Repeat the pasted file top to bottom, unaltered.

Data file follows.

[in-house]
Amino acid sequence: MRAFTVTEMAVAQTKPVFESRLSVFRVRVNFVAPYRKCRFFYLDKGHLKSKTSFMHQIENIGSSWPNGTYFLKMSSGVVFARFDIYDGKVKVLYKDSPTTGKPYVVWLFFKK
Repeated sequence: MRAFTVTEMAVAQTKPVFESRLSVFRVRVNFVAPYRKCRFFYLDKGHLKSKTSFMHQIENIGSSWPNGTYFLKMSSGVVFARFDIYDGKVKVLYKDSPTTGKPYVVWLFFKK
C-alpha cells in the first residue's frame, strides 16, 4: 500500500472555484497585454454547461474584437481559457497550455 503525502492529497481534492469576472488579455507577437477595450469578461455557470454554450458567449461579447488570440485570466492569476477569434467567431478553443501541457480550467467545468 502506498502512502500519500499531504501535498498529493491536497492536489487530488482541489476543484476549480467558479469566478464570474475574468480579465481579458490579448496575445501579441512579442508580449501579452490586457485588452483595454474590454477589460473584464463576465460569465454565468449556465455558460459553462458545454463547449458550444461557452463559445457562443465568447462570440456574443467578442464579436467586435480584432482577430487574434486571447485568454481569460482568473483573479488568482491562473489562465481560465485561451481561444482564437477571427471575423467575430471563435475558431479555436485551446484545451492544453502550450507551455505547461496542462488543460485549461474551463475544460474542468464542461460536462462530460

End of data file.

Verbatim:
[in-house]
Amino acid sequence: MRAFTVTEMAVAQTKPVFESRLSVFRVRVNFVAPYRKCRFFYLDKGHLKSKTSFMHQIENIGSSWPNGTYFLKMSSGVVFARFDIYDGKVKVLYKDSPTTGKPYVVWLFFKK
Repeated sequence: MRAFTVTEMAVAQTKPVFESRLSVFRVRVNFVAPYRKCRFFYLDKGHLKSKTSFMHQIENIGSSWPNGTYFLKMSSGVVFARFDIYDGKVKVLYKDSPTTGKPYVVWLFFKK
C-alpha cells in the first residue's frame, strides 16, 4: 500500500472555484497585454454547461474584437481559457497550455 503525502492529497481534492469576472488579455507577437477595450469578461455557470454554450458567449461579447488570440485570466492569476477569434467567431478553443501541457480550467467545468 502506498502512502500519500499531504501535498498529493491536497492536489487530488482541489476543484476549480467558479469566478464570474475574468480579465481579458490579448496575445501579441512579442508580449501579452490586457485588452483595454474590454477589460473584464463576465460569465454565468449556465455558460459553462458545454463547449458550444461557452463559445457562443465568447462570440456574443467578442464579436467586435480584432482577430487574434486571447485568454481569460482568473483573479488568482491562473489562465481560465485561451481561444482564437477571427471575423467575430471563435475558431479555436485551446484545451492544453502550450507551455505547461496542462488543460485549461474551463475544460474542468464542461460536462462530460